Second Sunday in Ordinary Time

The Most Important Question of Your Life

This article appears in the Cycle B Sunday Resources feature series. View the full series.

“What are you looking for?” That is the question today’s liturgy puts before us. It is a question addressed to us, but also one we address to God. It is the question of vocation. Put another way it asks, “What do you and God want to do with the life you have been given?”

Today’s readings invite us to consider the macro and micro dimensions of our individual vocations. The idea of vocation brings us to the heart of our relationship with God; it is based on an assumption that everything we do finds its meaning with the context of that relationship. The macro dimension refers to the life decisions we each make: the choice of career, spouse, way of life. The talents God has given us, combined with our deepest desires and the needs of our times, lead us to discern the macro choices for how to live our vocation. Those choices set the context for all our micro decisions, decisions about our daily opportunities to contribute to the extension of God’s reign among us.

Today’s Gospel invites us to share the adventure of vocation with two of John the Baptist’s disciples. They thought they had found the teacher who would give them the answers they sought. Then that teacher pointed to another, someone they did not know, and said, “Behold the Lamb of God.” John loved them enough that their fulfillment mattered more to him than their companionship. His utter lack of egotism inspired them to try to catch up with Jesus as he walked along.

That was when Jesus turned to them and asked the most important question of their life: “What are you looking for?”

Rather than get tongue-tied or philosophical, they answered with a statement and a question. They made their statement by calling him “Rabbi,” acknowledging that they were looking to him as a teacher. Their question, “Where are you staying?” was a way of saying, “We want to know more.”

St. Augustine taught that our hearts are restless until they rest in God. That means that the human heart always seeks more until we encounter the source of love. At this first stage, the disciples were at home with their restlessness; they let their desire for more nudge them onto the road behind Jesus.

“Come and you will see,” was the invitation into dialogue. When the Gospel tells us it was around four in the afternoon, the implication is that the two disciples went home with Jesus, ate and spent the evening. We could call this the day of their “first Communion.” It was the first time they heard Jesus talk about his vocation, his dreams and his mission. It was the first time they broke bread with him. The Gospel lets us know that they were changed forever by what they encountered in him.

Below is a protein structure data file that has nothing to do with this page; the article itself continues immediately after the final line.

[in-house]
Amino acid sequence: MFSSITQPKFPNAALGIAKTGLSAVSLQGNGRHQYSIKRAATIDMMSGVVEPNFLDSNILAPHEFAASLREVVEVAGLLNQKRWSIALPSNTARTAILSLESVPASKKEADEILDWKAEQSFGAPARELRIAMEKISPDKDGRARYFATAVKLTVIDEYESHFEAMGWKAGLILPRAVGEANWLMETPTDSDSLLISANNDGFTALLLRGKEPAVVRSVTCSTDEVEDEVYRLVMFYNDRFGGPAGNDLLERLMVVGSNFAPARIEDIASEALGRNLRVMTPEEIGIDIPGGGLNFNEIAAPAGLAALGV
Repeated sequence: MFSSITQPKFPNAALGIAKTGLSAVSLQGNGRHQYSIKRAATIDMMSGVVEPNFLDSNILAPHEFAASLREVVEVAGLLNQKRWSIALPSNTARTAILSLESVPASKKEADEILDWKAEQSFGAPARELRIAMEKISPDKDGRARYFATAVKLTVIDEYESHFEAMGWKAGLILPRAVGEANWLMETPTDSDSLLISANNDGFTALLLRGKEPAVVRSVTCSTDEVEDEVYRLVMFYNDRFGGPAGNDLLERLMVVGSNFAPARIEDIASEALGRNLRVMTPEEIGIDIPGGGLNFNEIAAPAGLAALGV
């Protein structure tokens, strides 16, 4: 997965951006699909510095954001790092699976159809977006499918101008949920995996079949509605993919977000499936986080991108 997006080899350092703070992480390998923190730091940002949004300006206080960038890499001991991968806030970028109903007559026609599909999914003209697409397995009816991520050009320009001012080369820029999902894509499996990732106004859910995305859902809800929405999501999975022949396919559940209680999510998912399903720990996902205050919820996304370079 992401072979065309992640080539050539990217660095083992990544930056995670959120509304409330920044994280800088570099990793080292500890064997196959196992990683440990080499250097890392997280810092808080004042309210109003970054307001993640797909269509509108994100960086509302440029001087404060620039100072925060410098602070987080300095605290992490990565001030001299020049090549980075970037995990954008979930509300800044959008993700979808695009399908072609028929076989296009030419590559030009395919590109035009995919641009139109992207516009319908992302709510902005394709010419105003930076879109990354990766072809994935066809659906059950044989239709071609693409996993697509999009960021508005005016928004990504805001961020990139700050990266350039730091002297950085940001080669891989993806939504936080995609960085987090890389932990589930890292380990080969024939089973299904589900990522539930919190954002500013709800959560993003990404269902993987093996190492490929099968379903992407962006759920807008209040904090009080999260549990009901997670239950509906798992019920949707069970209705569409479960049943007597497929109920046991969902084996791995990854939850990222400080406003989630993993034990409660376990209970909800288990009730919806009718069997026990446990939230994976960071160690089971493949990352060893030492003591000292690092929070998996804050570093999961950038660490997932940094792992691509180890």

In response to what they found in Jesus, Andrew felt impelled to go to his brother Simon and tell him “We have found the Messiah!” (That was no full-blown Nicene Creed, these guys lived in an atmosphere charged with hopes and messiah-style leaders.) As so often happens, Andrew had the right vocabulary, but he didn’t yet know what it really meant. His afternoon of following Jesus and his next day proclamation about the Messiah were simply a symbol, a foretaste of how he would spend the rest of his life: listening and proclaiming, learning and doing.

That brings us back to the macro and micro dimensions of vocation. Now and then, we make macro decisions about vocation, decisions that set us on the particular path we think we are called to, a path that we think will lead us to know and serve God. The macro decisions, therefore, have to be incarnated in daily activities, micro choices to be faithful, moments of taking the risk of proclaiming and doing what we really believe to be right.

On this weekend as those in the United States celebrate Martin Luther King Jr., we remember that in 2015, Pope Francis addressed the U.S. Congress and spoke of Dr. King as someone whose dreams continue to awaken what is deepest and truest in the life of our people. Dr. King’s macro vocation was to be a prophet who awakened us to carry out God’s will for justice and the elimination of all prejudice. The micro dimension of our individual and national vocation implies daily responses to that call.

Today’s Gospel asks, “What are you looking for?” We respond to that question through all our choices, large and small. As people baptized and thus consecrated to God, we also must look to God and ask, “What are you looking for?” God responds through the Scriptures and the needs of our times. It is ours to decide if we want to accept the invitation to come and see — and be changed forever.

1 SAMUEL 3:3b-10, 19